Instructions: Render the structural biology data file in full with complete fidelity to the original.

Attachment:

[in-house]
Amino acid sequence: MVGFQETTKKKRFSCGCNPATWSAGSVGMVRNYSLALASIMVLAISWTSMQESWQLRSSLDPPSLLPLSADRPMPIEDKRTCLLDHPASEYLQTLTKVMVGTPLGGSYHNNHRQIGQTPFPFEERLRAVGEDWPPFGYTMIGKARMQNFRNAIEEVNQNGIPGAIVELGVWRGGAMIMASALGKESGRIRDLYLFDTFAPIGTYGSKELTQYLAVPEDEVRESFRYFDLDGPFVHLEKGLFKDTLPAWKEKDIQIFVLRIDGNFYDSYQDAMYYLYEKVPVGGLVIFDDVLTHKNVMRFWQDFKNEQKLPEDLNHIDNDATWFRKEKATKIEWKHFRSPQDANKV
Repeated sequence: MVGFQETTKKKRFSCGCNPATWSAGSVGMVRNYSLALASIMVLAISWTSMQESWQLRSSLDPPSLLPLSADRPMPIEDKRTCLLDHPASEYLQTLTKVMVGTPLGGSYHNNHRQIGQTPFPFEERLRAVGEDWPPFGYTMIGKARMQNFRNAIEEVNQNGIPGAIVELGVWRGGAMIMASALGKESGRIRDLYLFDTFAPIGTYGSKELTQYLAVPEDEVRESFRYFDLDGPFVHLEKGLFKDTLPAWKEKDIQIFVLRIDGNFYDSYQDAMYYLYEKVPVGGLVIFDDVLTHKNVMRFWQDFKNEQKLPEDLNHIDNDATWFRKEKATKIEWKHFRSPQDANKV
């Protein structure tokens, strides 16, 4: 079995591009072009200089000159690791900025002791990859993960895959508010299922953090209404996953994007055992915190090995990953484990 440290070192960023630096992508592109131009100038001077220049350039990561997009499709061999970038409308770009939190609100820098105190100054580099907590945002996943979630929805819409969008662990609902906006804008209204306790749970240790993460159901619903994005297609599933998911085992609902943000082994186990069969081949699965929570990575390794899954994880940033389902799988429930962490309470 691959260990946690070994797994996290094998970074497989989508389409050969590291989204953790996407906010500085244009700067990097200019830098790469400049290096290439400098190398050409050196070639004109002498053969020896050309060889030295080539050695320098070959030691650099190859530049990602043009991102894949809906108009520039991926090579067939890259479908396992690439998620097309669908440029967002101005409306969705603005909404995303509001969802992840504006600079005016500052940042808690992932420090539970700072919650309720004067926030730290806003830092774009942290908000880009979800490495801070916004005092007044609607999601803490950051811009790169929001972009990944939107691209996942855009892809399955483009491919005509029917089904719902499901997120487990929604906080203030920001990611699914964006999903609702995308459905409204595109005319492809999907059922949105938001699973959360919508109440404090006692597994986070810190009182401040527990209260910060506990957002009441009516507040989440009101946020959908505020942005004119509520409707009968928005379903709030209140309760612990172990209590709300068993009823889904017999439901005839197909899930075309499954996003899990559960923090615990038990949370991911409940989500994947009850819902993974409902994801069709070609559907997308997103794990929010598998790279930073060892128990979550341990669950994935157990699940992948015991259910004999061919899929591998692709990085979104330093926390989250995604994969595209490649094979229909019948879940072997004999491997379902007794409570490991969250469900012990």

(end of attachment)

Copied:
[in-house]
Amino acid sequence: MVGFQETTKKKRFSCGCNPATWSAGSVGMVRNYSLALASIMVLAISWTSMQESWQLRSSLDPPSLLPLSADRPMPIEDKRTCLLDHPASEYLQTLTKVMVGTPLGGSYHNNHRQIGQTPFPFEERLRAVGEDWPPFGYTMIGKARMQNFRNAIEEVNQNGIPGAIVELGVWRGGAMIMASALGKESGRIRDLYLFDTFAPIGTYGSKELTQYLAVPEDEVRESFRYFDLDGPFVHLEKGLFKDTLPAWKEKDIQIFVLRIDGNFYDSYQDAMYYLYEKVPVGGLVIFDDVLTHKNVMRFWQDFKNEQKLPEDLNHIDNDATWFRKEKATKIEWKHFRSPQDANKV
Repeated sequence: MVGFQETTKKKRFSCGCNPATWSAGSVGMVRNYSLALASIMVLAISWTSMQESWQLRSSLDPPSLLPLSADRPMPIEDKRTCLLDHPASEYLQTLTKVMVGTPLGGSYHNNHRQIGQTPFPFEERLRAVGEDWPPFGYTMIGKARMQNFRNAIEEVNQNGIPGAIVELGVWRGGAMIMASALGKESGRIRDLYLFDTFAPIGTYGSKELTQYLAVPEDEVRESFRYFDLDGPFVHLEKGLFKDTLPAWKEKDIQIFVLRIDGNFYDSYQDAMYYLYEKVPVGGLVIFDDVLTHKNVMRFWQDFKNEQKLPEDLNHIDNDATWFRKEKATKIEWKHFRSPQDANKV
């Protein structure tokens, strides 16, 4: 079995591009072009200089000159690791900025002791990859993960895959508010299922953090209404996953994007055992915190090995990953484990 440290070192960023630096992508592109131009100038001077220049350039990561997009499709061999970038409308770009939190609100820098105190100054580099907590945002996943979630929805819409969008662990609902906006804008209204306790749970240790993460159901619903994005297609599933998911085992609902943000082994186990069969081949699965929570990575390794899954994880940033389902799988429930962490309470 691959260990946690070994797994996290094998970074497989989508389409050969590291989204953790996407906010500085244009700067990097200019830098790469400049290096290439400098190398050409050196070639004109002498053969020896050309060889030295080539050695320098070959030691650099190859530049990602043009991102894949809906108009520039991926090579067939890259479908396992690439998620097309669908440029967002101005409306969705603005909404995303509001969802992840504006600079005016500052940042808690992932420090539970700072919650309720004067926030730290806003830092774009942290908000880009979800490495801070916004005092007044609607999601803490950051811009790169929001972009990944939107691209996942855009892809399955483009491919005509029917089904719902499901997120487990929604906080203030920001990611699914964006999903609702995308459905409204595109005319492809999907059922949105938001699973959360919508109440404090006692597994986070810190009182401040527990209260910060506990957002009441009516507040989440009101946020959908505020942005004119509520409707009968928005379903709030209140309760612990172990209590709300068993009823889904017999439901005839197909899930075309499954996003899990559960923090615990038990949370991911409940989500994947009850819902993974409902994801069709070609559907997308997103794990929010598998790279930073060892128990979550341990669950994935157990699940992948015991259910004999061919899929591998692709990085979104330093926390989250995604994969595209490649094979229909019948879940072997004999491997379902007794409570490991969250469900012990």